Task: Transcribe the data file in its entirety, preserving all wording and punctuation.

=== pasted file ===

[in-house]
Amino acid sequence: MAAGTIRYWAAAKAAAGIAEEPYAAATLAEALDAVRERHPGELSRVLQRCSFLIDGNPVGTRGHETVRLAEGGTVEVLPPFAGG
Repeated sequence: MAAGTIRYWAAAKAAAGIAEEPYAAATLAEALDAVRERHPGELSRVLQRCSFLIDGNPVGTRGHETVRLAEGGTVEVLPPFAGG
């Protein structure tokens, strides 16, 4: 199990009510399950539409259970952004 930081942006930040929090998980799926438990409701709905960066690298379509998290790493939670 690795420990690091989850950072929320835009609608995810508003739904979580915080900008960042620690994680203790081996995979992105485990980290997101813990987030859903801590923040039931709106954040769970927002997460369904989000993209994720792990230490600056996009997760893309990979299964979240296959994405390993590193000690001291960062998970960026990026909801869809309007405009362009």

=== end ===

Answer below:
[in-house]
Amino acid sequence: MAAGTIRYWAAAKAAAGIAEEPYAAATLAEALDAVRERHPGELSRVLQRCSFLIDGNPVGTRGHETVRLAEGGTVEVLPPFAGG
Repeated sequence: MAAGTIRYWAAAKAAAGIAEEPYAAATLAEALDAVRERHPGELSRVLQRCSFLIDGNPVGTRGHETVRLAEGGTVEVLPPFAGG
């Protein structure tokens, strides 16, 4: 199990009510399950539409259970952004 930081942006930040929090998980799926438990409701709905960066690298379509998290790493939670 690795420990690091989850950072929320835009609608995810508003739904979580915080900008960042620690994680203790081996995979992105485990980290997101813990987030859903801590923040039931709106954040769970927002997460369904989000993209994720792990230490600056996009997760893309990979299964979240296959994405390993590193000690001291960062998970960026990026909801869809309007405009362009």